Biomedical waste from quarantine homes remain a potential hazard
The Central Pollution Control Board has tagged these wastes – masks and gloves - generated from quarantined homes as ‘domestic hazardous waste and has issued guidelines on how to handle them.
Thousands of people across India, who are suspected of being potential carriers of the deadly coronavirus, have been advised by doctors to stay in home quarantine for 14 days. While some states have already set up a mechanism to collect the biomedical waste generated from these quarantined houses, others seem to be still lagging behind.
The Central Pollution Control Board has tagged these wastes – masks and gloves - generated from quarantined homes as ‘domestic hazardous waste and has issued guidelines on how to handle them. But till date much of the biomedical waste are getting the same treatment as solid domestic waste instead of being treated at Common Bio-medical Waste Treatment and Disposal Facilities (CBWTF).
This, experts say is dangerous as it further increase the risk of an outbreak as many people who were home quarantined were detected with the virus at a later stage.
The CPCB’s guidelines say that such wastes should be collected from doorsteps in yellow bags which are to be provided by the authorities. The civic body should engage a dedicated team of trained workers equipped with protective gear for this door-step collection. The authorities need to maintain a list of such homes.
In Himachal Pradesh, the Shimla Municipal Corporation (SMC) has set up a trained task force for door-to-door collection. They workers are provided with N95 masks and sanitizers.
“The quarantine houses are informed before we go for collection. They are provided with yellow garbage bags, disinfectants and gloves. The garbage collector puts the yellow bag inside another bag which is sealed and sent for disposal,” said Surekha Cohpda district health officer.
In Madhya Pradesh too the mechanism has been set up for home collection but sometime citizens raise objections when vehicles enter the locality to collect biomedical waste.
“When we go for door-to-door collection with vehicles, some people raise objections. They fear that the vehicle may spread germs even though the entire process is done in a scientific manner,” said Deepak Shah, adviser to MP Nursing Home Association, which manages the biomedical incinerators.
In West Bengal where more than 50,000 people have been presently kept under home quarantine, the mechanism for a proper home collection system seems to be lagging.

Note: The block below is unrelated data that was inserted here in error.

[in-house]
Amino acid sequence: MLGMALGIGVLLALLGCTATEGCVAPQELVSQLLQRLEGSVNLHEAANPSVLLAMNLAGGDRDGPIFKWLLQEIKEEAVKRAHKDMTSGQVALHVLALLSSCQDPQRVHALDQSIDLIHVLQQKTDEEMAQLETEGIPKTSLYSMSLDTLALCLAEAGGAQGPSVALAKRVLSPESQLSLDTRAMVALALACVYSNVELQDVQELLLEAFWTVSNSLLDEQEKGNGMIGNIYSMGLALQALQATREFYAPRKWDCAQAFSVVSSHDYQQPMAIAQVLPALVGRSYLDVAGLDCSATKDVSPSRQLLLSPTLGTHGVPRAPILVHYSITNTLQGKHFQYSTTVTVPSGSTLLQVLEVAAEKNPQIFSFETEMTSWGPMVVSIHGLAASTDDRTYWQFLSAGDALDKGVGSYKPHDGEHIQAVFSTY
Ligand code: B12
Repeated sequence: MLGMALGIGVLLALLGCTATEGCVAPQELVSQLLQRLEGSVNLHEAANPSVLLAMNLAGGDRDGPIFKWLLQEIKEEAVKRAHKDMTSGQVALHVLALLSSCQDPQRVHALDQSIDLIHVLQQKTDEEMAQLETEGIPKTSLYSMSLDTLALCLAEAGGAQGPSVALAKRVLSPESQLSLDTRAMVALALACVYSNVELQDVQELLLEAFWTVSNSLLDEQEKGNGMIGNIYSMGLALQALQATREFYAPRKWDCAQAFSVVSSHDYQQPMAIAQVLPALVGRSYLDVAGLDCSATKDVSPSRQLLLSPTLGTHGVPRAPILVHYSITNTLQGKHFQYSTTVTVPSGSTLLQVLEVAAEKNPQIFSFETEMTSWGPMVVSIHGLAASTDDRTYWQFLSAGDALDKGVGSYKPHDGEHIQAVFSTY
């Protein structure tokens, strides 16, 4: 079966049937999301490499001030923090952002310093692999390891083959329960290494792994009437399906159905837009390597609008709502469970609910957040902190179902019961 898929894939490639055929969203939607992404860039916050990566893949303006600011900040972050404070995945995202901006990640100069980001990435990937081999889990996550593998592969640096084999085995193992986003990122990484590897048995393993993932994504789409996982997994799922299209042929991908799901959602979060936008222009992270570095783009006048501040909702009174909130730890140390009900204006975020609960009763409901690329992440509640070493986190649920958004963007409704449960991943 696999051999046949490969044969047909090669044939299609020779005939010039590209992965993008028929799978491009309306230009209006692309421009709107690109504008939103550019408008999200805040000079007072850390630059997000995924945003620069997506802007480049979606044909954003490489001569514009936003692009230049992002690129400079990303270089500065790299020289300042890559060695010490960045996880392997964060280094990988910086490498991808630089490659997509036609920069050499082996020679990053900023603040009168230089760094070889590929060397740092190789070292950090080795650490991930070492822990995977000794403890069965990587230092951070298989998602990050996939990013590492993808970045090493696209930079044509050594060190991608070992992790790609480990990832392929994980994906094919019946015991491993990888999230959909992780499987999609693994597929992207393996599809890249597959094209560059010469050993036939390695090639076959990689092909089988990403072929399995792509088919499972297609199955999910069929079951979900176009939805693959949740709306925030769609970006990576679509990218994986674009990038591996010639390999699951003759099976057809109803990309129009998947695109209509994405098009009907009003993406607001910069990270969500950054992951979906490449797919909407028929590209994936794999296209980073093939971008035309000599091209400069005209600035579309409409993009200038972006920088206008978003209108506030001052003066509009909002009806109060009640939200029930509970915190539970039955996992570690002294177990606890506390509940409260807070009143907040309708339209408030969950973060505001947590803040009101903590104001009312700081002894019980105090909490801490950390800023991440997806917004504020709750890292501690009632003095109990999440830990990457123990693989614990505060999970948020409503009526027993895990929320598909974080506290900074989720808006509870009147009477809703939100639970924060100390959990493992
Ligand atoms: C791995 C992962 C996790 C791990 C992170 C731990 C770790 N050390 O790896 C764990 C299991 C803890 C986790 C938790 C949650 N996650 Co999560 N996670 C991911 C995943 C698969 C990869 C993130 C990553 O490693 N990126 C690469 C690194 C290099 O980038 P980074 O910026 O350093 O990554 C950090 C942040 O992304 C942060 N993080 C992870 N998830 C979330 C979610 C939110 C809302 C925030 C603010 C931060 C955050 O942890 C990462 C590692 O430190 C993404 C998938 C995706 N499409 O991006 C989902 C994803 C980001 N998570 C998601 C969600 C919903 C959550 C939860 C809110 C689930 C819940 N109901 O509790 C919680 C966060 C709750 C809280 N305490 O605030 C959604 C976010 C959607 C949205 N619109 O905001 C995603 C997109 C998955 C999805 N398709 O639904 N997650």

“In West Bengal the mechanism to collect and dispose biomedical waste from hospitals is run by the health department. The civic bodies are no way associated with this,” said Subrata Gupta, secretary of urban development department.
Even though top health officials including the secretary and the director of health services didn’t take calls, one of the CBWTFs said that the health department has not issued any directions of collection of biomedical waste from houses till date.
“We have been asked to collect biomedical waste only from hospitals. We have not received any orders to collect such waste from door step or provide yellow bags to houses,” said Krishnendu Dutta, deputy general manager (operations) at Medicare Environmental Management which runs at least three facilities in West Bengal.
In Bihar, even though officials claimed that that biomedical waste is being properly collected and disposed according to guidelines laid down by the government, an official of a waste disposal agency, not willing to be quoted, said there were many loopholes in disposal of waste generated from the home quarantine centres set up in villages.
“Initially we faced some problem but now things have been streamlined,” said Krunesh Garg member secretary of Punjab Pollution Control Board, adding that the board has distributed double layered, yellow coloured bags for collection of waste and separate sanitation staff has been deputed for collections of the waste.
In Rajasthan authorities are still trying to put the system in place. “The state pollution board will be collecting the data related to biomedical waste. The health and the local-self-government department have to share list of Covid19 related facilities by Saturday along with how much the biomedical waste is collected. We are bringing the system in place,” said Shailaja Deval, Member Secretary of the Rajastha pollution control board.
Experts have raised doubts over what is happening on the ground and whether the guidelines of the CPCB and state pollution control boards are being properly implemented.
“The guidelines seem good on paper. But I have serious doubts of what is happening on the ground. Instead of creating a separate team by ULBs for collection, which needs to be trained, the task of collection from houses should be handled by the CBWTFs. They have the expertise and were doing the job of collection and disposal of waste generated by hospitals. These biomedical waste generated at homes are no different. They have the same virus and could be a threat. It is just that the generation points have increased,” said Satish Sinha, associate director at Toxics Link, a NGO working on waste management.